The south Conroe neighborhood stands out because not one of its 1,400 houses was built the same way, Goodman said.
Yet, in the aftermath of Hurricane Harvey—as dilapidated homes with tilting mailboxes mark street corners and rubble piles collect in front lawns—it is hard to differentiate River Plantation’s homes along the West Fork of the San Jacinto River.
Some homes were swept off their foundations and others received 12-14 feet of water, Goodman said.
“Unfortunately, 100-137 homes [typically] flood when there is torrential rains, and some of these homes have flooded seven and eight times,” Goodman said. “But in Harvey, we had [hundreds of] homes that actually flooded, many of which had never flooded before. A lot of those homeowners had no flood insurance because they never had to worry about [flooding] before.”
For Conroe-area subdivisions along the West Fork of the San Jacinto River, like River Plantation, Harvey was not the first flooding event to tear through their communities. Now, local officials are considering projects and ordinances to address flooding concerns.
A history of flooding
A study conducted after Harvey by private consulting group Tetra Tech for the Montgomery County Office of Homeland Security and Emergency Management tracked the effects of four major rainfall events in Montgomery County’s history: Harvey, Memorial Day in May 2016, Tax Day in April 2016 and the October 1994 flood after Hurricane Rosa.
The report showed numerous homes in the River Plantation, Riverbrook Forest, Sherbrook, Magnolia Bend, Oakforest, Whispering Oaks and Hickory Ridge subdivisions have flooded repeatedly during various continuous rainfall events.
This has led county officials to discuss the need for home buyouts to demolish the homes that experience repetitive flooding damage as well as assessing county regulations to protect future developments from flooding. Montgomery County Engineer Mark Mooney said he does not believe flood mitigation projects alone would prevent future flooding in specific homes.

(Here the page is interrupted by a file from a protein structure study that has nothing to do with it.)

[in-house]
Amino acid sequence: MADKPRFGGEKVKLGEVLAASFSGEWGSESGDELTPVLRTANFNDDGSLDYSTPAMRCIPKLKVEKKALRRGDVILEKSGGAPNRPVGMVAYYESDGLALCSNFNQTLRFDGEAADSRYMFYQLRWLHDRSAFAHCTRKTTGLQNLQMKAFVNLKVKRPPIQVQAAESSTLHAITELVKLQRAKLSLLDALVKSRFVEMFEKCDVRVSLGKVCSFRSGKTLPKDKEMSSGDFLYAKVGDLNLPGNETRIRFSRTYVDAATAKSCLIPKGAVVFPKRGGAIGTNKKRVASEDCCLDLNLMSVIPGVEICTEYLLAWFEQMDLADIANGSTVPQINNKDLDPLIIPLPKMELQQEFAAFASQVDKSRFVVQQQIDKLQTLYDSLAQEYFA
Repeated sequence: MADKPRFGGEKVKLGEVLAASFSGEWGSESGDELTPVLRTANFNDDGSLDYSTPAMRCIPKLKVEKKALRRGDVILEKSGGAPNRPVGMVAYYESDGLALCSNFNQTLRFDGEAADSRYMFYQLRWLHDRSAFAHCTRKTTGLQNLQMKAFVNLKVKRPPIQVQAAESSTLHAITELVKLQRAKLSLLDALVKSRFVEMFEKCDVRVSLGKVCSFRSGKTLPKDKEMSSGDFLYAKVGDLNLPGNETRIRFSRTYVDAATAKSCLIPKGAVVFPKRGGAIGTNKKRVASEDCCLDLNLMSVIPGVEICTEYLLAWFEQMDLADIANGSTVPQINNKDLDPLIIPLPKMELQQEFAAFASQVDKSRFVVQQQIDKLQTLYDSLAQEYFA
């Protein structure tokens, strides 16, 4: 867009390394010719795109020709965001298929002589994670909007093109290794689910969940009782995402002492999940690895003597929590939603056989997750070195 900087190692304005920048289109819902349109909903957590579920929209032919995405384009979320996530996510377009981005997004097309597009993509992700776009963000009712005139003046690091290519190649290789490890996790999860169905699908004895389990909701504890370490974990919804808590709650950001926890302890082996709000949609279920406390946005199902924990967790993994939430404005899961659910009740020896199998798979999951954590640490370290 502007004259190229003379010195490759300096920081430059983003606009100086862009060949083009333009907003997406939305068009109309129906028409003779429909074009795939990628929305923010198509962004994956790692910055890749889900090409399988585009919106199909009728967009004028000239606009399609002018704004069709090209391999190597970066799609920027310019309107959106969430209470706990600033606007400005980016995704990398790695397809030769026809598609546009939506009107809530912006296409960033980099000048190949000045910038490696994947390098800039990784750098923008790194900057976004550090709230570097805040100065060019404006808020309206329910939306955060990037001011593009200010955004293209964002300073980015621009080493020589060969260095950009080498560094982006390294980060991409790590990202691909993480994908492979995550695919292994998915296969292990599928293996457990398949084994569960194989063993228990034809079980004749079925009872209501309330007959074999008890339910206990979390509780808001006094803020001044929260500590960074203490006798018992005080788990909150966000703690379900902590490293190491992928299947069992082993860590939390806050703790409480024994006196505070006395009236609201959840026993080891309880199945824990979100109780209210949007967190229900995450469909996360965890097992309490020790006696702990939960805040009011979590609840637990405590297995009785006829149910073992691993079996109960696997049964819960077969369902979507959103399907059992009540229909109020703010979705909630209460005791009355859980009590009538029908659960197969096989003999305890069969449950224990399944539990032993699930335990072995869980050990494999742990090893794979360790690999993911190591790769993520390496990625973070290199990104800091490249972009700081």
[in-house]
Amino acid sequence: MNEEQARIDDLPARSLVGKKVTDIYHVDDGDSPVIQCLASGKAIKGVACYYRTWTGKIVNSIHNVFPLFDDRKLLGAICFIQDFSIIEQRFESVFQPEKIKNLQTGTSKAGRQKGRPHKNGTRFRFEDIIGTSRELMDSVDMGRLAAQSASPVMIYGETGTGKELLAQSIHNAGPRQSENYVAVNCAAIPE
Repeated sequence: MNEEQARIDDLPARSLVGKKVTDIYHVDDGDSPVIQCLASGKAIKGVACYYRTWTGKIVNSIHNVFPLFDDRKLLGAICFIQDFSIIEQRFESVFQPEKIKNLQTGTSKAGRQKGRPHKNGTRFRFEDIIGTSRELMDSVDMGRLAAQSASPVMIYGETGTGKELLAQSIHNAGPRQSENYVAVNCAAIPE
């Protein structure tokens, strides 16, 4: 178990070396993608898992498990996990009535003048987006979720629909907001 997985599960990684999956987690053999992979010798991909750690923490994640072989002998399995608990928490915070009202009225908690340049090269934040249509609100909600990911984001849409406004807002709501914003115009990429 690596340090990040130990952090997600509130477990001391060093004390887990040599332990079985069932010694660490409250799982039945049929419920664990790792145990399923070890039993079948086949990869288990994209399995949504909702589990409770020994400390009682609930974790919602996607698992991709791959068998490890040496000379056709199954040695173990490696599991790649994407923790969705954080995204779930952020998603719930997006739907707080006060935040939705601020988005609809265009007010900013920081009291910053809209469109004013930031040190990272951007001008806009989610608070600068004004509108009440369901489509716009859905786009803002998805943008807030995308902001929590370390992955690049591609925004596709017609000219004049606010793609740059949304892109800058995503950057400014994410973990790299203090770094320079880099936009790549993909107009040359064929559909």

“The focus needs to be on eliminating those homes in the flood plain and getting those people into a safer area,” Mooney said. “The [roughly 300] houses we bought in ’94; that’s 330 houses that didn’t flood during Harvey or Tax Day or Memorial Day [floods]. To me, that is a solution.”
Subdivisions near the San Jacinto River, such as River Plantation, Riverbrook Forest, Sherbrook, Magnolia Bend, Oak Forest, Whispering Oaks and Hickory Ridge repeatedly flood because many homes are located directly in the floodway and 100-year flood plain of the West Fork of the San Jacinto River, Mooney said.
According to the Federal Emergency Management Agency, a floodway is the channel of a river and the adjacent land areas reserved for the overflow of water during a rainfall event; the 100-year flood plain refers to an area where a flooding event has a .1 percent chance of occuring annually.
However, homebuilders likely had no idea they were building homes in flood-prone areas, let alone a floodway, because Montgomery County did not have a flood insurance rate map—or flood plain map—until 1984 after it joined the National Flood Insurance Program, Mooney said.
Currently, residential developers in Montgomery County are required to build 1 foot above the base 100-year flood plain elevation, Mooney said.
“Homes built a foot above the 100-year flood plain are typically not problematic homes,” Mooney said. “It’s the homes that are repeatedly flooding that were built before there was a flood insurance rate map that are the concern.”
During the March 20 Commissioners Court meeting, Mooney recommended commissioners consider denying septic system variances that allow for homes to be built within the 100-year flood plain in light of Harvey. The county is also considering raising residential building requirements from 12 inches to 18 or 24 inches above the base elevation, Mooney said.
After the study is conducted, the county’s engineering office intends to make a proposal to Commissioners Court in the next year that will affect future residential developments, Mooney said.